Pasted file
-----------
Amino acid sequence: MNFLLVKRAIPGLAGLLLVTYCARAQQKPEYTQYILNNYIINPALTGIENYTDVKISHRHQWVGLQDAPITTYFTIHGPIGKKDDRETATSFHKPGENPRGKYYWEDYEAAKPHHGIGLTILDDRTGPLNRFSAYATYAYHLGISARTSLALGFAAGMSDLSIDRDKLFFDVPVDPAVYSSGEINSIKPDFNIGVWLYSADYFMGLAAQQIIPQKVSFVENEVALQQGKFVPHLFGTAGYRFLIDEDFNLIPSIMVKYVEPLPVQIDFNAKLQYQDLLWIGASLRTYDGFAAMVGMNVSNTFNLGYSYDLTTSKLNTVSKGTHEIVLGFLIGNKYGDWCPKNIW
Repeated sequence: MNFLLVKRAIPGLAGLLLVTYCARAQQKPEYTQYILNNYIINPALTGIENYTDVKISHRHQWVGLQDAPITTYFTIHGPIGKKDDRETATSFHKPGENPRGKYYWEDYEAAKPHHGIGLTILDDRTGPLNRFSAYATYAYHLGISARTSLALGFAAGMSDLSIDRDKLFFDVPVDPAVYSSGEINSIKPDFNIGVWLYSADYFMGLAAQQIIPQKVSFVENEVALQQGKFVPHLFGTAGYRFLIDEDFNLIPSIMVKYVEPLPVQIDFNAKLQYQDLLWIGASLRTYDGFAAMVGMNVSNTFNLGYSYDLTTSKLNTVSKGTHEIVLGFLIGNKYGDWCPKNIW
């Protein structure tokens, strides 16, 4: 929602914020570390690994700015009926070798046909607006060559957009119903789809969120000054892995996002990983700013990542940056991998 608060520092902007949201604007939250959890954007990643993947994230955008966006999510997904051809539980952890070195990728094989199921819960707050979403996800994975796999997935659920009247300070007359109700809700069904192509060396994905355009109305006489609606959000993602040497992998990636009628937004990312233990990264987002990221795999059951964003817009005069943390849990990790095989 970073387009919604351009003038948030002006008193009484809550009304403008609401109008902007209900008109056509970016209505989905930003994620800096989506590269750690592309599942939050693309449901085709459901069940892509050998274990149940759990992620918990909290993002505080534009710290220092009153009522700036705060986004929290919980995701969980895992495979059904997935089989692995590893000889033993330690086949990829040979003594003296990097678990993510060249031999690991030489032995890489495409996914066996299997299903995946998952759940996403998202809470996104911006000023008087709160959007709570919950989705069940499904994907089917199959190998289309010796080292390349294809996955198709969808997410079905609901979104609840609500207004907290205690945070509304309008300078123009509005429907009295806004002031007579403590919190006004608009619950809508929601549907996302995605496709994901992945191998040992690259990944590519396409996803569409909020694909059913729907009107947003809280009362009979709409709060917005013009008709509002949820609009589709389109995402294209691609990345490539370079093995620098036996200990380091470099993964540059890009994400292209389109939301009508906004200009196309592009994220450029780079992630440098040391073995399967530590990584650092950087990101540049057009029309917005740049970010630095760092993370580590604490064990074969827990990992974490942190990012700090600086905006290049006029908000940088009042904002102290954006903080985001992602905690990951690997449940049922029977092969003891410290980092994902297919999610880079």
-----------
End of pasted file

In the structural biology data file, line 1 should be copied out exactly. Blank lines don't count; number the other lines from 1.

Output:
Amino acid sequence: MNFLLVKRAIPGLAGLLLVTYCARAQQKPEYTQYILNNYIINPALTGIENYTDVKISHRHQWVGLQDAPITTYFTIHGPIGKKDDRETATSFHKPGENPRGKYYWEDYEAAKPHHGIGLTILDDRTGPLNRFSAYATYAYHLGISARTSLALGFAAGMSDLSIDRDKLFFDVPVDPAVYSSGEINSIKPDFNIGVWLYSADYFMGLAAQQIIPQKVSFVENEVALQQGKFVPHLFGTAGYRFLIDEDFNLIPSIMVKYVEPLPVQIDFNAKLQYQDLLWIGASLRTYDGFAAMVGMNVSNTFNLGYSYDLTTSKLNTVSKGTHEIVLGFLIGNKYGDWCPKNIW